IlluxCon Memories

Finally, I did something different this year. I invited my wife along. I did so with a boatload of trepidation. I worried she would get bored, or feel left out due to my work schedule. I even had a bit of a fear that she wouldn't like the artists that I call friends. All irrational fears of course, but that is the nature of fear, right? I couldn't have been more wrong. More interesting though was how much we learned about each other at the event. We were able to see each other in an environment that was completely different from any we had seen each other in before. My respect for my wife grew even more, and my admiration for her kind spirit and love of her playful nature were reaffirmed. And a "thank you" to everyone that welcomed her with open arms. Alright, another IlluxCon has come and gone. When I get my camera back with my luggage, I'll toss up a few images that are interesting, and as my brain recovers from it's post-con fuzz I'll try to remember some of the great questions I got over the course of the event and share them here. It's good to be back...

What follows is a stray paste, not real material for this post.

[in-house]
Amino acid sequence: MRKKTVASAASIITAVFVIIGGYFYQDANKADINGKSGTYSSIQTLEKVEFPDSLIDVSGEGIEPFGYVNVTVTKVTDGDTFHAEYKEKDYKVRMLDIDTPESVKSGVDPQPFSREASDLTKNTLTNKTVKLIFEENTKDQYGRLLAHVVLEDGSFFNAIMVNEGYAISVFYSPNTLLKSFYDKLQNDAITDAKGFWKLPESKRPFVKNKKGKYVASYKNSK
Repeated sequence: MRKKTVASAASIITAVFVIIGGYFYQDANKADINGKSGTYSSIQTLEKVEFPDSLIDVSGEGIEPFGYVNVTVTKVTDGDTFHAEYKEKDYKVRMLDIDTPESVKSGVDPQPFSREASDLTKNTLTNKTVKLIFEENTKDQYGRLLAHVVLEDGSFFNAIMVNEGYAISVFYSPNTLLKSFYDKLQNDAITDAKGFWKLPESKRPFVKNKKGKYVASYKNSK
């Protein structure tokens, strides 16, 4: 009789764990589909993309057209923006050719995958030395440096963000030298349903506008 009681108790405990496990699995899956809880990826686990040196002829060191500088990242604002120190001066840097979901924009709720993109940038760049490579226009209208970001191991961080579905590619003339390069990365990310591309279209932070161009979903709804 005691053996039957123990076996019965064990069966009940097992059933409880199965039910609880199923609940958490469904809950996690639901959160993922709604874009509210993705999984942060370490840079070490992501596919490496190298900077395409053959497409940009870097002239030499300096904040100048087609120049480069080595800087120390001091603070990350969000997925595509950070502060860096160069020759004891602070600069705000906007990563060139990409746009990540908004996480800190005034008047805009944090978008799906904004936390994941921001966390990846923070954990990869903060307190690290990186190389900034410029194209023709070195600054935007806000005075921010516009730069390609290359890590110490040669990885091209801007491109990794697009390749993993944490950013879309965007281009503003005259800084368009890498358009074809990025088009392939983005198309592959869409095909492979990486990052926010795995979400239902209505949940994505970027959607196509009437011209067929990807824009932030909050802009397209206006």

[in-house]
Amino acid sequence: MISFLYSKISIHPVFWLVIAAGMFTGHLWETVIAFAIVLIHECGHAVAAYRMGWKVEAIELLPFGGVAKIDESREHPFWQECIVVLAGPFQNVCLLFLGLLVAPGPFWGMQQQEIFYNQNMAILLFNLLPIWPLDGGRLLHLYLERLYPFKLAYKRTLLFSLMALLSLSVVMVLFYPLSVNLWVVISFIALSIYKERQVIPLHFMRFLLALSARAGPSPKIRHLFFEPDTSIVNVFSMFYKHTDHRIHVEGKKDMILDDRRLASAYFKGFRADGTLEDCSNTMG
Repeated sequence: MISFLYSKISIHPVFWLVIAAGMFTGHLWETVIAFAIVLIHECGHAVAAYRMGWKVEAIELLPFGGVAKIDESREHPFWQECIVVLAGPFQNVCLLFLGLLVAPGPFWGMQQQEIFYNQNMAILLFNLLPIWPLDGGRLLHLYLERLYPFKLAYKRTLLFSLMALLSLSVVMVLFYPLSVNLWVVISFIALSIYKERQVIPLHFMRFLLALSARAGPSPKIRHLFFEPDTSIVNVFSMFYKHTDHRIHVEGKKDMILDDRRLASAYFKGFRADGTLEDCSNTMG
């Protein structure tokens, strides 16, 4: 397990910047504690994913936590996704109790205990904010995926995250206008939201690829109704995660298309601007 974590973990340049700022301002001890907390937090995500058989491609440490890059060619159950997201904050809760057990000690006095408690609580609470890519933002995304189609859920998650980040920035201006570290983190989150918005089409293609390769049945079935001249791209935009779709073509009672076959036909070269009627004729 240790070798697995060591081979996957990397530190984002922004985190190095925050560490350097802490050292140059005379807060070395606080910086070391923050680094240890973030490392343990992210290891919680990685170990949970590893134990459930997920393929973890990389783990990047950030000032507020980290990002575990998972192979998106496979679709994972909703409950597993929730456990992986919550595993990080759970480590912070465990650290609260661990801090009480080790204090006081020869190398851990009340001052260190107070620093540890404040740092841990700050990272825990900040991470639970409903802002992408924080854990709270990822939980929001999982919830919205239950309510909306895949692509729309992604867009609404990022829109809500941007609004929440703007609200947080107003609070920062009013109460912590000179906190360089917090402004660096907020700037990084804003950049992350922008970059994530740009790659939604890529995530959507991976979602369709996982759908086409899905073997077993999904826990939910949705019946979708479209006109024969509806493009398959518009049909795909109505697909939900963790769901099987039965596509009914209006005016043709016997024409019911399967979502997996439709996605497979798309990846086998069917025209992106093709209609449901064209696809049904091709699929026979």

Dungeon Magazine

Chaos Scar: The Brothers Gray. Artist: Patrick McEvoy. Cartographer: Sean Macdonald. Patrick is another recent addition to the stable. He clinched his place on my go-to list when he delivered on a killer tiefling piece a few months ago. Now I look forward to finding something new and interesting to push his ability to find a dynamic point-of-view. This was a tough one, with both foreground and background elements of interest. His decision to use the time of day to create the dramatic lighting worked out very well. Sean was a name that was handed to me when I took over magazines. I have enjoyed working with him since starting in this position. The hardest task I have is keeping him busy - he's so darn fast! Expeditionary Dispatches: Artist: Wayne England. I've worked with Wayne for a while. I always loved the items and environments he created for D&D. One day he asked me to let him do some figurative work for me, and I haven't regretted the decision once. When he talked to me last month and asked to start doing some magazine work - I hesitated. Obviously, not because of his skill or quality, but rather becuase of the crushing schedule we often have for magazines. Since Wayne works traditionally, it adds some stress and strain to the process. Wayne assured me he could get the paintings done, and shipped across the globe within my time frame. He's never steered me wrong before, and he didn't this time either.